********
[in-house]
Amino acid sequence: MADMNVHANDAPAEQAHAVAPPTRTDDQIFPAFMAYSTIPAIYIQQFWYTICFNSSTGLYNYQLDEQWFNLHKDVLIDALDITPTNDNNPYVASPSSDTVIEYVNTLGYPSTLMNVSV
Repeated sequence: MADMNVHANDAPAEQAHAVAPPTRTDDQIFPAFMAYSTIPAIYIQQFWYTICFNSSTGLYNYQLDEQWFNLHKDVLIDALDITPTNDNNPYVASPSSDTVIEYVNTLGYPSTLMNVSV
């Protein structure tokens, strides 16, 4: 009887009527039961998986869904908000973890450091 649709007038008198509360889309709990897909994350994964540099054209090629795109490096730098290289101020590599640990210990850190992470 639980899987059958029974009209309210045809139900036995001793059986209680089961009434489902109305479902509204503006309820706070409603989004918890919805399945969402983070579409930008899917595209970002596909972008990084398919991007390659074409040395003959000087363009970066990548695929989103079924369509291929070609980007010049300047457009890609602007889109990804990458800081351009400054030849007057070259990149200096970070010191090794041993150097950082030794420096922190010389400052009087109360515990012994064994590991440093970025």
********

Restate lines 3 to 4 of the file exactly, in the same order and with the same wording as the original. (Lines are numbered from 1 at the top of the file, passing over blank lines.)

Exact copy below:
Repeated sequence: MADMNVHANDAPAEQAHAVAPPTRTDDQIFPAFMAYSTIPAIYIQQFWYTICFNSSTGLYNYQLDEQWFNLHKDVLIDALDITPTNDNNPYVASPSSDTVIEYVNTLGYPSTLMNVSV
């Protein structure tokens, strides 16, 4: 009887009527039961998986869904908000973890450091 649709007038008198509360889309709990897909994350994964540099054209090629795109490096730098290289101020590599640990210990850190992470 639980899987059958029974009209309210045809139900036995001793059986209680089961009434489902109305479902509204503006309820706070409603989004918890919805399945969402983070579409930008899917595209970002596909972008990084398919991007390659074409040395003959000087363009970066990548695929989103079924369509291929070609980007010049300047457009890609602007889109990804990458800081351009400054030849007057070259990149200096970070010191090794041993150097950082030794420096922190010389400052009087109360515990012994064994590991440093970025």